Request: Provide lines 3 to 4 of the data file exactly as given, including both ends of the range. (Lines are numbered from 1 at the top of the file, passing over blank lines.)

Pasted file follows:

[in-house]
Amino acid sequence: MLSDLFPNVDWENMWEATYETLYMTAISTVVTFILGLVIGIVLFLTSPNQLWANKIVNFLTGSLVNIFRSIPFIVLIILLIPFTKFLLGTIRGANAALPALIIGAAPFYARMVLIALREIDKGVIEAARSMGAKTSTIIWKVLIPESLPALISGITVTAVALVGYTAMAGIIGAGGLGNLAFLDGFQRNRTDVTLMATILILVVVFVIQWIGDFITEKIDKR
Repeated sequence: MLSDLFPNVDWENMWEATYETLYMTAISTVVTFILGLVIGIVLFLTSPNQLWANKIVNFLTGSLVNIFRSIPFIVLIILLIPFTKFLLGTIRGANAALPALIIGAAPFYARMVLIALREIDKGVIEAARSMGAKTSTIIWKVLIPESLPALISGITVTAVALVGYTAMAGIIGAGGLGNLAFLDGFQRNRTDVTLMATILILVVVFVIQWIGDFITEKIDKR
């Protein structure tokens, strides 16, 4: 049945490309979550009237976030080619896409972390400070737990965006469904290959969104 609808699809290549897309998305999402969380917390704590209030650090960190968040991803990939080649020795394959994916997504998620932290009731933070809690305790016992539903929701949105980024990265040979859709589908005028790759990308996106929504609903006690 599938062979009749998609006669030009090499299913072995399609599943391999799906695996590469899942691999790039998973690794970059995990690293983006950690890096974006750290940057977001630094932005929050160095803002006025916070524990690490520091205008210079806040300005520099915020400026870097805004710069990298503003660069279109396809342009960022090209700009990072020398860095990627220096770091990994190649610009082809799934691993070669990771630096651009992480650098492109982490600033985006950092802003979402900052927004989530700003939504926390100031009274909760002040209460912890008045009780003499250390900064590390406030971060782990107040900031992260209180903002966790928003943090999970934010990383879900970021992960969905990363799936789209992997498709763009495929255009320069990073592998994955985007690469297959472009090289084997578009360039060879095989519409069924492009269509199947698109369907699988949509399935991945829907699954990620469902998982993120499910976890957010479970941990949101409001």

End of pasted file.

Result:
Repeated sequence: MLSDLFPNVDWENMWEATYETLYMTAISTVVTFILGLVIGIVLFLTSPNQLWANKIVNFLTGSLVNIFRSIPFIVLIILLIPFTKFLLGTIRGANAALPALIIGAAPFYARMVLIALREIDKGVIEAARSMGAKTSTIIWKVLIPESLPALISGITVTAVALVGYTAMAGIIGAGGLGNLAFLDGFQRNRTDVTLMATILILVVVFVIQWIGDFITEKIDKR
């Protein structure tokens, strides 16, 4: 049945490309979550009237976030080619896409972390400070737990965006469904290959969104 609808699809290549897309998305999402969380917390704590209030650090960190968040991803990939080649020795394959994916997504998620932290009731933070809690305790016992539903929701949105980024990265040979859709589908005028790759990308996106929504609903006690 599938062979009749998609006669030009090499299913072995399609599943391999799906695996590469899942691999790039998973690794970059995990690293983006950690890096974006750290940057977001630094932005929050160095803002006025916070524990690490520091205008210079806040300005520099915020400026870097805004710069990298503003660069279109396809342009960022090209700009990072020398860095990627220096770091990994190649610009082809799934691993070669990771630096651009992480650098492109982490600033985006950092802003979402900052927004989530700003939504926390100031009274909760002040209460912890008045009780003499250390900064590390406030971060782990107040900031992260209180903002966790928003943090999970934010990383879900970021992960969905990363799936789209992997498709763009495929255009320069990073592998994955985007690469297959472009090289084997578009360039060879095989519409069924492009269509199947698109369907699988949509399935991945829907699954990620469902998982993120499910976890957010479970941990949101409001």